U.S. woman working in Iraq dies in ambush

Times Staff Writers

An American woman working for a U.S. nonprofit organization in Iraq to help strengthen the fledgling government was among four people killed Wednesday in a roadside ambush.

The woman, whose name was withheld pending notification of her family, worked for the National Democratic Institute, a Washington organization that advises political parties around the world.

Les Campbell, director of the group’s operations in the Middle East and North Africa, said the three other people killed -- a Hungarian, a Croat and an Iraqi -- were bodyguards from the private security firm Unity Resources Group.

Two other guards were injured, one seriously, Campbell said.


He said details of the attack on the victims’ convoy remained sketchy.

“The people who lived to tell the tale are injured,” Campbell said from Washington.

He said the attack occurred when the National Democratic Institute employee was leaving a morning training seminar in Baghdad that she had conducted for Iraqi political parties.

He said the ambush in the Yarmouk neighborhood led to an extended gunfight between the attackers and the security guards. The attackers also threw grenades.

Campbell said the woman had been in Iraq for three months on an expected 18-month tour to work with political parties.

A National Democratic Institute official in Baghdad, who spoke on condition of anonymity for security reasons, said the victim “was an extremely hardworking and dedicated young woman.”

“She brought a lot of enthusiasm. She believed in what she was doing,” the official said.

The National Democratic Institute is among a small group of charities and nongovernmental groups still working in the country, often expending large amounts of money for security.


Typically, the organization’s staff members put on workshops, seminars and discussion groups to show political parties how to recruit activists, research public needs and promote their ideas to voters.

The National Democratic Institute and several like-minded organizations are cloistered in a well-guarded central Baghdad compound outside the heavily fortified Green Zone. But an Iraqi official at one of the organizations said he thought the woman had lived in the Green Zone.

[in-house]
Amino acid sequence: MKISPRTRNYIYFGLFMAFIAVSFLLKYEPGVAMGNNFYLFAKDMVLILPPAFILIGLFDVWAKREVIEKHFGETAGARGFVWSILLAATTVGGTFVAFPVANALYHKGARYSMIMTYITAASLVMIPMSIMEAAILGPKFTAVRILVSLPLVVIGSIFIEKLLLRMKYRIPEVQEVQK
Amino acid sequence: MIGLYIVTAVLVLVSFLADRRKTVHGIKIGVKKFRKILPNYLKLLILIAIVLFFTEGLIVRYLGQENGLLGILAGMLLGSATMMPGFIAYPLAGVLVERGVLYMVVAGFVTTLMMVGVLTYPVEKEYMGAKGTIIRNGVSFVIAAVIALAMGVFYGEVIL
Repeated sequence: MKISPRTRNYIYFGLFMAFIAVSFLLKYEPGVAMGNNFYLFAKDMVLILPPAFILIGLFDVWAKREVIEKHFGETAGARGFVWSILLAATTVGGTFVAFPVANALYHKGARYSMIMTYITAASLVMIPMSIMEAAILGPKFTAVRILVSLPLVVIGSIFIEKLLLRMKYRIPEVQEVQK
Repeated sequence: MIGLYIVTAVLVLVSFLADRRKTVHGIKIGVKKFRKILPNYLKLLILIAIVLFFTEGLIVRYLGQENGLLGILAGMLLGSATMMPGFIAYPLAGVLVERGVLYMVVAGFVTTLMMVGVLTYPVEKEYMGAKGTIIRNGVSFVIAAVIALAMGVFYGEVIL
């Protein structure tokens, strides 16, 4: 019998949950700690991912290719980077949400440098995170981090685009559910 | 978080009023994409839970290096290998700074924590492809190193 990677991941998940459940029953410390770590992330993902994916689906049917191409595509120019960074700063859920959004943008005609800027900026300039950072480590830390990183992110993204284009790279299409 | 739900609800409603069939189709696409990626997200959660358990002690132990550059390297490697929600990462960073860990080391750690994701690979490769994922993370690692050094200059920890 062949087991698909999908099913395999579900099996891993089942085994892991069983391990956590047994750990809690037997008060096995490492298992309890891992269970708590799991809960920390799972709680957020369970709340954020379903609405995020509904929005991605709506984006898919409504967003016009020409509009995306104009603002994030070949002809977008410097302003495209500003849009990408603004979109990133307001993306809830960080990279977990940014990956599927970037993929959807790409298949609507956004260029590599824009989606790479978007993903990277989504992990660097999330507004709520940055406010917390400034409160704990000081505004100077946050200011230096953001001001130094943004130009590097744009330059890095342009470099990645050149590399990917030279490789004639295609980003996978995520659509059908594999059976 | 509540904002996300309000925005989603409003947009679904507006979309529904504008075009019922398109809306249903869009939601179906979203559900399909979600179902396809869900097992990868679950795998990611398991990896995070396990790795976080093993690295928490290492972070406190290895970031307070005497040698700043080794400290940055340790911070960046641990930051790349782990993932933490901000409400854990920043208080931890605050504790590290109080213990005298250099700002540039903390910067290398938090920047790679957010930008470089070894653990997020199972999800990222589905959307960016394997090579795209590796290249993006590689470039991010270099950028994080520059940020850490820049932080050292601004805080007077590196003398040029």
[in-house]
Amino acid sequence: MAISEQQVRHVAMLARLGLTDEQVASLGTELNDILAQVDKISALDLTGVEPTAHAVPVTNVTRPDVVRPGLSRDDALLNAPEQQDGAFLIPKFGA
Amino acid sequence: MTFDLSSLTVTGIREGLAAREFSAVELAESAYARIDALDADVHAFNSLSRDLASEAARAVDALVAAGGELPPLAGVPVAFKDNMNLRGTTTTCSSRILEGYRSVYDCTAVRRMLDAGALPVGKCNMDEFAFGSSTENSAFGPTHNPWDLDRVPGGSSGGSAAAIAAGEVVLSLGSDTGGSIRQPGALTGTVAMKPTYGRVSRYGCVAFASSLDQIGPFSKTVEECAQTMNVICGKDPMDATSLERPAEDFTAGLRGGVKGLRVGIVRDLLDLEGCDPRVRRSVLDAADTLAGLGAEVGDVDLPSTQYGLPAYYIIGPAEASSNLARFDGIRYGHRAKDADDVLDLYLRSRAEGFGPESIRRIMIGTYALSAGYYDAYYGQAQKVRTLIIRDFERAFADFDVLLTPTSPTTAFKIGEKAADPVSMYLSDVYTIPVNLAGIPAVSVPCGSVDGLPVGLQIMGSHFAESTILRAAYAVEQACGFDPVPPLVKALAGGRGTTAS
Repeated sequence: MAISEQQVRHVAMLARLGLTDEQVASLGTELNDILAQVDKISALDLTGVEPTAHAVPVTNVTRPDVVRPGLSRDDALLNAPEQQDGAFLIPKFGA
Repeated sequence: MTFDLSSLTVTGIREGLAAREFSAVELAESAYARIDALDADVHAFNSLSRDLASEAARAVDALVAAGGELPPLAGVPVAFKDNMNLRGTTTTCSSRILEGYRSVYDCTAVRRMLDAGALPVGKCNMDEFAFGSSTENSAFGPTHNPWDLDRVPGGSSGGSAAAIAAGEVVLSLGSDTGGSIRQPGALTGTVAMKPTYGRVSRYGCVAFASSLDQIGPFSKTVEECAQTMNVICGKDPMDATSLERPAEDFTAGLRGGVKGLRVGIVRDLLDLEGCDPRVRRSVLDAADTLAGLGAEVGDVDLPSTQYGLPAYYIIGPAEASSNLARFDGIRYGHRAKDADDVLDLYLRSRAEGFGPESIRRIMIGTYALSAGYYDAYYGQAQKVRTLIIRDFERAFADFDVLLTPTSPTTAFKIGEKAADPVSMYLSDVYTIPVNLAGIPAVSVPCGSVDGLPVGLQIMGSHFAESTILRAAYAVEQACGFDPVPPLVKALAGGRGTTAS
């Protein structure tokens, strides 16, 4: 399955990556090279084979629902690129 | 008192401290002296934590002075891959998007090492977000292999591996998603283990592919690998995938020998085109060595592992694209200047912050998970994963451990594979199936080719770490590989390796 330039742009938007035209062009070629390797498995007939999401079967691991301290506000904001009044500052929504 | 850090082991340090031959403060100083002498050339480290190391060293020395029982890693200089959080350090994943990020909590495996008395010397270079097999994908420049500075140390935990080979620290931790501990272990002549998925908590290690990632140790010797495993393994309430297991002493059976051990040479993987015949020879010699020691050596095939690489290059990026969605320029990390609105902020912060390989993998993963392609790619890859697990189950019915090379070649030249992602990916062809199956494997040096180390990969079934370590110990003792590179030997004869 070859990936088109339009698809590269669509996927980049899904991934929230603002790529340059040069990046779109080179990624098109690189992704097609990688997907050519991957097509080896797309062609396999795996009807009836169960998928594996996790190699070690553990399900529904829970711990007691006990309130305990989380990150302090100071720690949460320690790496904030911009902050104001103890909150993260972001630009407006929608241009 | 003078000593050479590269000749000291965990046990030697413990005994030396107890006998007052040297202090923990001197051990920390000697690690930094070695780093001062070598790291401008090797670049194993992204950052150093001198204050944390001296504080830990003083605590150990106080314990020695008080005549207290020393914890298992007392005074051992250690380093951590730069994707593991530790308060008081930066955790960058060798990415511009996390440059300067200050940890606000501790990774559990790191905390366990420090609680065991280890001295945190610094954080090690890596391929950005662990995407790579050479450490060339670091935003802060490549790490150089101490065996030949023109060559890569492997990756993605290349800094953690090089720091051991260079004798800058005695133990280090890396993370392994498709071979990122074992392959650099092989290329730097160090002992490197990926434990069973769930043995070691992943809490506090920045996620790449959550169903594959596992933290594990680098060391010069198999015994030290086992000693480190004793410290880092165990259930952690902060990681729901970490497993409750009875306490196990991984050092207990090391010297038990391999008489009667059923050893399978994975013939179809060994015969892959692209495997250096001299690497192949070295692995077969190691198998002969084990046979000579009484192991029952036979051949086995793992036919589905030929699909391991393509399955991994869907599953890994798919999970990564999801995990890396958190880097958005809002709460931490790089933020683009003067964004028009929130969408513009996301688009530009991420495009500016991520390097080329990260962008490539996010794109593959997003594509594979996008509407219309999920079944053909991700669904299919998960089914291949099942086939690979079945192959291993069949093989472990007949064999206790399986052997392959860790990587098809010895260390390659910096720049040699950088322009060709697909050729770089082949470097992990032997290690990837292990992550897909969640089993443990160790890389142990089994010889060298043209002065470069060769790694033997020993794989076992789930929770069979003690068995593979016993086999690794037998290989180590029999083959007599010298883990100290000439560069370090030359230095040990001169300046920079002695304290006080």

An April 2005 suicide bombing of another National Democratic Institute convoy killed Marla Ruzicka, a 28-year-old activist from Lakeport, Calif., who worked with the nonprofit Campaign for Innocent Victims in Conflict.

Campbell said that although his group remained committed to its work in Iraq, it would reevaluate how it did business in the country and could reconsider its presence in Baghdad.


“Something like this shakes us,” he said.

The attack came on a day when car bombs killed at least 27 people in Baghdad and northern Iraq.

In the deadliest blast, a suicide bomber rammed an explosives-packed car into a busy market in the capital’s mostly Shiite Muslim neighborhood of Sadr City, the stronghold of radical cleric Muqtada Sadr and his Al Mahdi militia. At least 17 people were killed and 45 injured, including a family of four in a passing car.

A truck bomb aimed at a police station in the oil-rich city of Kirkuk killed at least 10 people and injured 42.


The U.S. military announced that a soldier died Wednesday and another died Monday of wounds sustained in combat in Al Anbar province. Their names were not released.

Gunfire erupted and rocket shells landed on Baghdad’s Haifa Street, a volatile Sunni Arab insurgent stronghold near the Green Zone.

A roadside bomb targeting a police patrol in the capital killed one officer and injured two others.

Gunmen kidnapped a Baghdad city councilman and killed four of his bodyguards.


Police in Hillah, south of the capital, discovered the body of a police officer who was hanged.



Daragahi reported from Baghdad and Spiegel from Washington. Staff writer Saif Hameed and special correspondents in Baghdad, Hillah and Kirkuk contributed to this report.